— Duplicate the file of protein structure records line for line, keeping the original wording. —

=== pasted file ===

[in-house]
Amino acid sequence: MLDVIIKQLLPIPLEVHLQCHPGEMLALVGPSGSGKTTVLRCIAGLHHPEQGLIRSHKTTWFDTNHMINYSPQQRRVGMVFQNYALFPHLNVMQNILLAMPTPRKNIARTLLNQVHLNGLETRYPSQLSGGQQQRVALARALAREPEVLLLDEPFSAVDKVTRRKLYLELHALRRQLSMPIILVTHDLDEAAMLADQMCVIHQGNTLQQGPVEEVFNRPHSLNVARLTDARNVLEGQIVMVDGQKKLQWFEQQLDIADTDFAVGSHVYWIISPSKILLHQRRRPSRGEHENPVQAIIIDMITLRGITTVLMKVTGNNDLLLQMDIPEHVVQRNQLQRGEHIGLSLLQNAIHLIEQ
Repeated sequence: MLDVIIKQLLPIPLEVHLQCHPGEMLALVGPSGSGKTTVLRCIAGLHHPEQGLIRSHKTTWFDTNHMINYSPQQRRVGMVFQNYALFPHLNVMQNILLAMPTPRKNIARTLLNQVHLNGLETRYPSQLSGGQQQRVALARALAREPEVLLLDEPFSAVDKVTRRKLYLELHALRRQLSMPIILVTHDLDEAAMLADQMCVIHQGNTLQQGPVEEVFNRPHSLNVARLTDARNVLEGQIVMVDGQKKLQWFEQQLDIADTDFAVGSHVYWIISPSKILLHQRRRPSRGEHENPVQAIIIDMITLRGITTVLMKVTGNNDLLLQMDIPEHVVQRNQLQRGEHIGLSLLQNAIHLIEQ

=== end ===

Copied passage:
[in-house]
Amino acid sequence: MLDVIIKQLLPIPLEVHLQCHPGEMLALVGPSGSGKTTVLRCIAGLHHPEQGLIRSHKTTWFDTNHMINYSPQQRRVGMVFQNYALFPHLNVMQNILLAMPTPRKNIARTLLNQVHLNGLETRYPSQLSGGQQQRVALARALAREPEVLLLDEPFSAVDKVTRRKLYLELHALRRQLSMPIILVTHDLDEAAMLADQMCVIHQGNTLQQGPVEEVFNRPHSLNVARLTDARNVLEGQIVMVDGQKKLQWFEQQLDIADTDFAVGSHVYWIISPSKILLHQRRRPSRGEHENPVQAIIIDMITLRGITTVLMKVTGNNDLLLQMDIPEHVVQRNQLQRGEHIGLSLLQNAIHLIEQ
Repeated sequence: MLDVIIKQLLPIPLEVHLQCHPGEMLALVGPSGSGKTTVLRCIAGLHHPEQGLIRSHKTTWFDTNHMINYSPQQRRVGMVFQNYALFPHLNVMQNILLAMPTPRKNIARTLLNQVHLNGLETRYPSQLSGGQQQRVALARALAREPEVLLLDEPFSAVDKVTRRKLYLELHALRRQLSMPIILVTHDLDEAAMLADQMCVIHQGNTLQQGPVEEVFNRPHSLNVARLTDARNVLEGQIVMVDGQKKLQWFEQQLDIADTDFAVGSHVYWIISPSKILLHQRRRPSRGEHENPVQAIIIDMITLRGITTVLMKVTGNNDLLLQMDIPEHVVQRNQLQRGEHIGLSLLQNAIHLIEQ